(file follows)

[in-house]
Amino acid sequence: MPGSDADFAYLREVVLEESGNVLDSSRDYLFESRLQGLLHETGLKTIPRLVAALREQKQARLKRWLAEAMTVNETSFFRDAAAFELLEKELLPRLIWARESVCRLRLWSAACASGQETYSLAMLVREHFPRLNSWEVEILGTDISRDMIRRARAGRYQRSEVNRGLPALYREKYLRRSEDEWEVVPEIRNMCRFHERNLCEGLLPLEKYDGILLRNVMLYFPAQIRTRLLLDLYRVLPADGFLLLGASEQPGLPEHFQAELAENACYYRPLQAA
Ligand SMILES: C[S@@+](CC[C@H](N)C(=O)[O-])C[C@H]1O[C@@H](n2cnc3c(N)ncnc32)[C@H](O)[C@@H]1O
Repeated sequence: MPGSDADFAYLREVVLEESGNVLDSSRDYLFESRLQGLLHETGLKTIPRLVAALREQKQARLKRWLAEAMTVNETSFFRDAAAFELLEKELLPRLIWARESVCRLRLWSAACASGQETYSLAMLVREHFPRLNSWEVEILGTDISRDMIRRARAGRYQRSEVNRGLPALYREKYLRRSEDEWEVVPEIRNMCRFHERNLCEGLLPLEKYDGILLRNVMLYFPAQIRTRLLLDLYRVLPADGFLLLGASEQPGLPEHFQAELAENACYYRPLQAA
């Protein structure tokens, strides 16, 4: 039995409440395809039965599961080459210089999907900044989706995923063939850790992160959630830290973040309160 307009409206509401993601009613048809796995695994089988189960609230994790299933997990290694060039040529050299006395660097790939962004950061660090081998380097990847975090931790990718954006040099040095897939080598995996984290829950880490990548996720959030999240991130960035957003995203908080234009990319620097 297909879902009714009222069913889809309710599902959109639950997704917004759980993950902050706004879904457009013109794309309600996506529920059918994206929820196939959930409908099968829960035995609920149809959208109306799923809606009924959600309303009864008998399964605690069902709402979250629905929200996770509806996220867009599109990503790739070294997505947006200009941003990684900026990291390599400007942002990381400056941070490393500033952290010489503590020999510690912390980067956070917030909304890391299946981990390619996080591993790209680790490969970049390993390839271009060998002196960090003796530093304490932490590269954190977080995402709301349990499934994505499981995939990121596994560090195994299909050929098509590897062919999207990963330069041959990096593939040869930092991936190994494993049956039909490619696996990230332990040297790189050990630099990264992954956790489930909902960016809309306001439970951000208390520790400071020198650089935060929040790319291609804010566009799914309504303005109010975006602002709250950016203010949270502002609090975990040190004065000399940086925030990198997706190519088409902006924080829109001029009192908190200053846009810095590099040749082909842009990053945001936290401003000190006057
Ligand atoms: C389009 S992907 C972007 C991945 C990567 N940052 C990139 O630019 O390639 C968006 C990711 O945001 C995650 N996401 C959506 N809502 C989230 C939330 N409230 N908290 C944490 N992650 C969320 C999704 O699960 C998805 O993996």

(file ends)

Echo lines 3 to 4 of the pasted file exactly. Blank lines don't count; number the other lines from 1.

Ligand SMILES: C[S@@+](CC[C@H](N)C(=O)[O-])C[C@H]1O[C@@H](n2cnc3c(N)ncnc32)[C@H](O)[C@@H]1O
Repeated sequence: MPGSDADFAYLREVVLEESGNVLDSSRDYLFESRLQGLLHETGLKTIPRLVAALREQKQARLKRWLAEAMTVNETSFFRDAAAFELLEKELLPRLIWARESVCRLRLWSAACASGQETYSLAMLVREHFPRLNSWEVEILGTDISRDMIRRARAGRYQRSEVNRGLPALYREKYLRRSEDEWEVVPEIRNMCRFHERNLCEGLLPLEKYDGILLRNVMLYFPAQIRTRLLLDLYRVLPADGFLLLGASEQPGLPEHFQAELAENACYYRPLQAA